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Erik Visits an American Grave, Part 610

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This is the grave of William Hooper and John Penn.

William Hooper was born in 1742 in Boston. The son of a Scottish minister, he was expected to enter the ministry and thus went to Harvard in 1757. He graduated in 1760, but had no interest in the ministry and chose to go into law instead. He studied with the legendary late colonial lawyer James Otis in Boston. He worked under Otis until 1764. But there were so many lawyers in Boston and so few in other parts of the colonies. So Hooper decided to try his hand in North Carolina. He moved to Wilmington and opened a practice there. He made a ton of connections with the elite of the region, which were mostly slaveholding rural landowners. He married into that elite and like many of them, was initially opposed to the rise of resistance to the British crown. In 1768, he was Deputy Attorney General for the colony during the War of the Regulation and he was absolutely opposed to the Regulators. There are stories that the Regulators dragged Hooper through the streets during a riot in 1770, but I don’t really know if this is true. In any case, he gained a reputation for being a conservative. What is known is that he urged strong force to suppress the rebels.

But over time, Hooper’s views changed. He was absolutely not trusted at first when he became to express his support for action against the crown. He was elected to the North Carolina General Assembly in 1773. There, he stood up against new laws to regulate the provincial courts, home of actions resisting centralized authority. This helped gain trust with the Patriots in the state. In 1774, the governor of North Carolina dissolved the assembly and Hooper led the fight to create a new one. That year, he was elected to the First Continental Congress and then the next year to the Second Continental Congress.

John Penn was born near Port Royal, Virginia in 1741. His family was well off, but he only had a couple of years of formal schooling, as his father thought education was a waste of time. While this attitude was fading in the southern elite, it certainly represented an earlier phase of colonialism, when all money went back into the plantations. But he was not without connections, as his uncle was Edmund Pendleton, one of the Virginia elite. He passed the bar in Virginia when he was 22 and moved to Granville County, North Carolina to start his law practice. A supporter of the Patriot cause, he was elected the Second Continental Congress as well.

Both Hooper and Penn became North Carolina signatories to the Declaration of Independence. Hooper actually was not in Philadelphia during the debate over the Declaration, as he was traveling, but he got to Philadelphia to sign it in August 1776.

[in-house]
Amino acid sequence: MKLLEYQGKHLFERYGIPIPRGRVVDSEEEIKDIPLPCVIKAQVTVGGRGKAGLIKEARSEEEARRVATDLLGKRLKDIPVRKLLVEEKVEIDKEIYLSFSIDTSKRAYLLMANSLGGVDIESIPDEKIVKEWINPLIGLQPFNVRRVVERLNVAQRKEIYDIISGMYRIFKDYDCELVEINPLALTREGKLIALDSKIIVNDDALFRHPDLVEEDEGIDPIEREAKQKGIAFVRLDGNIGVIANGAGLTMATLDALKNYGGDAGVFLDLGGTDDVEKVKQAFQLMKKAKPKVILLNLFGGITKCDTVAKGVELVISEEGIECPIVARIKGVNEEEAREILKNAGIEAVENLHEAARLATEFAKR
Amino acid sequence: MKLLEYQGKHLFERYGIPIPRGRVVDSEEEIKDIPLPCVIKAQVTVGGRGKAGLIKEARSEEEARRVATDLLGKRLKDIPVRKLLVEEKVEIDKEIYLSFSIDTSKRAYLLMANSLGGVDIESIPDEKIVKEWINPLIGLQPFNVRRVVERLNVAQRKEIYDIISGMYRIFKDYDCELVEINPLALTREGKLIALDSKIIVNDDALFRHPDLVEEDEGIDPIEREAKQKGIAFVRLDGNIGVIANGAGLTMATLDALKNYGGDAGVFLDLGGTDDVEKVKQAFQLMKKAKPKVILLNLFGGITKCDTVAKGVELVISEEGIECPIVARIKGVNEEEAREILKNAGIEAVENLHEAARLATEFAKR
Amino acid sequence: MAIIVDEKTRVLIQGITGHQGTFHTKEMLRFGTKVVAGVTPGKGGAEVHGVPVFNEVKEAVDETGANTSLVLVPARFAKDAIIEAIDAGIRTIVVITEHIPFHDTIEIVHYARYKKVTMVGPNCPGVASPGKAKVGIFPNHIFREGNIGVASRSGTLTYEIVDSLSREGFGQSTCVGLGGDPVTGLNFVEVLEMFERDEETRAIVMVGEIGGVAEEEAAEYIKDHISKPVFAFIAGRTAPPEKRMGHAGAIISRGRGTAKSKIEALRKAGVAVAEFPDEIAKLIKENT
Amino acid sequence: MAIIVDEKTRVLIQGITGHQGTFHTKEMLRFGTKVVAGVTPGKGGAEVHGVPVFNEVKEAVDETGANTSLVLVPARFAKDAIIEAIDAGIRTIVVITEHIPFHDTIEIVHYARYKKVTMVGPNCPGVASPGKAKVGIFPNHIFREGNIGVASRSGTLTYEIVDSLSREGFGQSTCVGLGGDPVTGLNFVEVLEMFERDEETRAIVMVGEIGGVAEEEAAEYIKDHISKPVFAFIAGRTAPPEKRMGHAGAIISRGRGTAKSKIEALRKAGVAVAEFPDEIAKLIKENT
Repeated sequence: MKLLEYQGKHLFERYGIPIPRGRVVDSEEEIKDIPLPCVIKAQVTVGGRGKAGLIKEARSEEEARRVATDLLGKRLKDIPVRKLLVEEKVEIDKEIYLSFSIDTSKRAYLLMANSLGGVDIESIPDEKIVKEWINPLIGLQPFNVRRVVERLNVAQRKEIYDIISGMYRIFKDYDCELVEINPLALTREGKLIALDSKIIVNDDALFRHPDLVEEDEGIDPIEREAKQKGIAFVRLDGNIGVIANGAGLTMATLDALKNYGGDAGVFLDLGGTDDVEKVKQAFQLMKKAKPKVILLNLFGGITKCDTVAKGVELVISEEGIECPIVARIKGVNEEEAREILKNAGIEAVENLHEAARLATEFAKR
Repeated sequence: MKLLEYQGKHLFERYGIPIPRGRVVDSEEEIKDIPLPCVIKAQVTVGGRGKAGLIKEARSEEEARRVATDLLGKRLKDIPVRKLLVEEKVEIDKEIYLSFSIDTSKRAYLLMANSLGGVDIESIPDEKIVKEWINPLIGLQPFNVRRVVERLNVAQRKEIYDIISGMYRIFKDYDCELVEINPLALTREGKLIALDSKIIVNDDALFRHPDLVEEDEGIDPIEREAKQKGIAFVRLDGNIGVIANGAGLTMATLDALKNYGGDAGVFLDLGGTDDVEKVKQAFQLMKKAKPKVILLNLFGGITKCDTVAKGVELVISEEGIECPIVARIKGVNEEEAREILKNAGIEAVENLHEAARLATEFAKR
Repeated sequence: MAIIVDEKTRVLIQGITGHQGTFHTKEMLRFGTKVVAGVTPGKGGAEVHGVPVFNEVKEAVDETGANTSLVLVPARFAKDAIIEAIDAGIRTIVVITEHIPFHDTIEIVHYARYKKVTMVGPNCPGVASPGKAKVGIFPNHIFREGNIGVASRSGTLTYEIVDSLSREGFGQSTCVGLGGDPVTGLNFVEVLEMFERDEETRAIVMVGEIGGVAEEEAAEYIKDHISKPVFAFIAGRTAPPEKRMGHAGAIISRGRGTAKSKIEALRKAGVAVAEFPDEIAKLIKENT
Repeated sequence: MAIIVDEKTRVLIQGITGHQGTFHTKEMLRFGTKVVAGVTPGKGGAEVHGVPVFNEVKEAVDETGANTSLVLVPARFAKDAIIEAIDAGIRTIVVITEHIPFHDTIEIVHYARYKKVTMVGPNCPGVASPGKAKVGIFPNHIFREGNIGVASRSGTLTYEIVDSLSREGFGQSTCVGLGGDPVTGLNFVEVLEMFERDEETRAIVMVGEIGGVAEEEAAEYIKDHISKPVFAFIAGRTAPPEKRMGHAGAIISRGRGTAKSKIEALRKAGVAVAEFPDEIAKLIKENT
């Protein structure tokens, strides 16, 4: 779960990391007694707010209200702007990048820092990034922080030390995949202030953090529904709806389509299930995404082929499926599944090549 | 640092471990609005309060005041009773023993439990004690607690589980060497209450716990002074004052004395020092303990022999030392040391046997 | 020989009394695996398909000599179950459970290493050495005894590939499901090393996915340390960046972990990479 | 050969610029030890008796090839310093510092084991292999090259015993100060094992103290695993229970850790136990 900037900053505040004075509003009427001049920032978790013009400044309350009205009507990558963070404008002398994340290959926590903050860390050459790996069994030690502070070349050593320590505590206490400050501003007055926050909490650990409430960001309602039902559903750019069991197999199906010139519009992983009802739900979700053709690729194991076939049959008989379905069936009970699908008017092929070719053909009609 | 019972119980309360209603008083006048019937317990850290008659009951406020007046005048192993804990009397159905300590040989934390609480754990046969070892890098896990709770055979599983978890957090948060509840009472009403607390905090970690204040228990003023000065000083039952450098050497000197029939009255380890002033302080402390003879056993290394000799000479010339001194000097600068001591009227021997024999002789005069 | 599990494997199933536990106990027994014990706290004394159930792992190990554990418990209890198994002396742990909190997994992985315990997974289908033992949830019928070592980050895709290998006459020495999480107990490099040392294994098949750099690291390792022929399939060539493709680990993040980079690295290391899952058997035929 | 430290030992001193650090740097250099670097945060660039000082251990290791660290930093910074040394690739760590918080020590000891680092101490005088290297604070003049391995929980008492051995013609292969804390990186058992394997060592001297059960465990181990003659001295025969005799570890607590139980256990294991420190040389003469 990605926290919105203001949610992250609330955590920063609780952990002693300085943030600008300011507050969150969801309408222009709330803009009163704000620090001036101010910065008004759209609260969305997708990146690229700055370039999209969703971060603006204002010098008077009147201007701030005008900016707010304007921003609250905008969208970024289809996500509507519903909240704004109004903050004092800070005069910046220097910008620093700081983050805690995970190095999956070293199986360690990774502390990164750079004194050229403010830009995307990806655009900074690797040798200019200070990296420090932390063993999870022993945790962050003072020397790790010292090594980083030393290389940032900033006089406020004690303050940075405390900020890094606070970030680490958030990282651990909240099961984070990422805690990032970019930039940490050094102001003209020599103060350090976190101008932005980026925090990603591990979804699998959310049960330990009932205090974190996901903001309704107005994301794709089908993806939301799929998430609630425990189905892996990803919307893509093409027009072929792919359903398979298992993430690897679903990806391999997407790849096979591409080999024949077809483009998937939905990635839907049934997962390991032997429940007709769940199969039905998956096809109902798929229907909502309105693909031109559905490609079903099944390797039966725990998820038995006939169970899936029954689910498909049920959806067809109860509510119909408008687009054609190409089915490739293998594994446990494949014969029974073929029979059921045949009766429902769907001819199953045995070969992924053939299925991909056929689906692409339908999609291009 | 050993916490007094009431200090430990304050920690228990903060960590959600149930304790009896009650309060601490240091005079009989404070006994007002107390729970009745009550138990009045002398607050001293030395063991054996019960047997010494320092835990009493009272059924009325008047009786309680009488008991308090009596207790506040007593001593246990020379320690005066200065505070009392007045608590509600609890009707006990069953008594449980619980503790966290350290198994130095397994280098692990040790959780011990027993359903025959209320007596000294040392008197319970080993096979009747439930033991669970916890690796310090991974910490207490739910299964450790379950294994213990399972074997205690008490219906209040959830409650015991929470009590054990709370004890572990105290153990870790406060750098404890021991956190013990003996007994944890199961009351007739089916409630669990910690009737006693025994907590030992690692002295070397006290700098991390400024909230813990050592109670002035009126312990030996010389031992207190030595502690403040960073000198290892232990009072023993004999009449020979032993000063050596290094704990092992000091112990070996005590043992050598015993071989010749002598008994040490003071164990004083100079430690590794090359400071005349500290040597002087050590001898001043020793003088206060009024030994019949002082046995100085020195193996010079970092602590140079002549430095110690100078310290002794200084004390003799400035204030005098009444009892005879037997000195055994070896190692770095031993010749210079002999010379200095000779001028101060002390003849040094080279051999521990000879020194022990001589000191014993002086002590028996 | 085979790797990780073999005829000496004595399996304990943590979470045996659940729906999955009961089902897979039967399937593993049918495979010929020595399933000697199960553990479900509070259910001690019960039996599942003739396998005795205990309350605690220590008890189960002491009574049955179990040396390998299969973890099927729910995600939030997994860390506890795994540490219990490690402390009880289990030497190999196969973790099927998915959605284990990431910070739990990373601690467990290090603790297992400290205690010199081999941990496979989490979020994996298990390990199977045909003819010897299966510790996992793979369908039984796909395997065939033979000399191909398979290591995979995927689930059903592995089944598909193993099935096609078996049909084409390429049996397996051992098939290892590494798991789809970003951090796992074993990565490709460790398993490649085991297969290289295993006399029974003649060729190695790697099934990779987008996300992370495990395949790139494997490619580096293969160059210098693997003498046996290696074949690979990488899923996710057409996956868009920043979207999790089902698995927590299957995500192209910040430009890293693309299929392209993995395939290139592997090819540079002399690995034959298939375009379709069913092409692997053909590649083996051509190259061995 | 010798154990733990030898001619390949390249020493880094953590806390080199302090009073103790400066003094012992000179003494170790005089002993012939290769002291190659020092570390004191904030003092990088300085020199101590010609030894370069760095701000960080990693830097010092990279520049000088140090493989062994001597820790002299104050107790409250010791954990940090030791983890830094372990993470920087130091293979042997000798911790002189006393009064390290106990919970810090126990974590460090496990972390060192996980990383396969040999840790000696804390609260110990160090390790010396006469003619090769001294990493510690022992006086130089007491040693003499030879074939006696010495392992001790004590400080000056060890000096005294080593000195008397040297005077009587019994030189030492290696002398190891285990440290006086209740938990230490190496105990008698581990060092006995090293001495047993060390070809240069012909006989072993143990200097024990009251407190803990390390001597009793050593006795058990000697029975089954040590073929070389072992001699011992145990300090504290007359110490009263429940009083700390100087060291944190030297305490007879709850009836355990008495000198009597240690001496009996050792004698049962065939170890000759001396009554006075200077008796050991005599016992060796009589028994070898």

Hooper resigned from Congress later that year because he was in a sketchy financial situation and needed to practice law to feed his family. Penn however was active in Congress. He served until 1777 and then was elected to another term in 1779 and stayed another year. But neither Hooper nor Penn had good health. Penn was offered a judgeship in North Carolina in 1780 but turned it down because his health was already declining, though he did continue to practice law. He died in 1788, at the age of 48. Hooper struggled because the British burned his estates toward the end of the war, as they fought largely in the Carolinas, attracting slaves off the plantation of the hypocritical slaving Americans. He also contracted malaria around this time. His health was dodgy too, though he did recover from the malaria. Hooper became a big-time Federalist during the Washington administration in a Jeffersonian state and thus fell from political favor. Seen as a friend of Tories, he became very unpopular toward the end of his life, which was in 1790, at the age of 48. His last major political act was supporting the ratification of the Constitution.

Both Hooper and Penn are largely unknown figures today and are reminders that many of the men who signed the Declaration of Independence are largely forgotten, despite the Jefferson-Adams-Franklin trio and a few others.

William Hooper and John Penn are buried at Guilford Courthouse National Military Park, outside of Greensboro, North Carolina. Of course, neither was originally buried there. They were moved by the state to celebrate them as heroes of the Revolution in 1894.

If you would like this series to cover other people who signed the Declaration of Independence, you can donate to cover the required expenses when I return from Havana and can link to PayPal. Thomas Heyward Jr is in Jasper County, South Carolina and William Paca is in Queen’s Anne County, Maryland. Previous posts are archived here.

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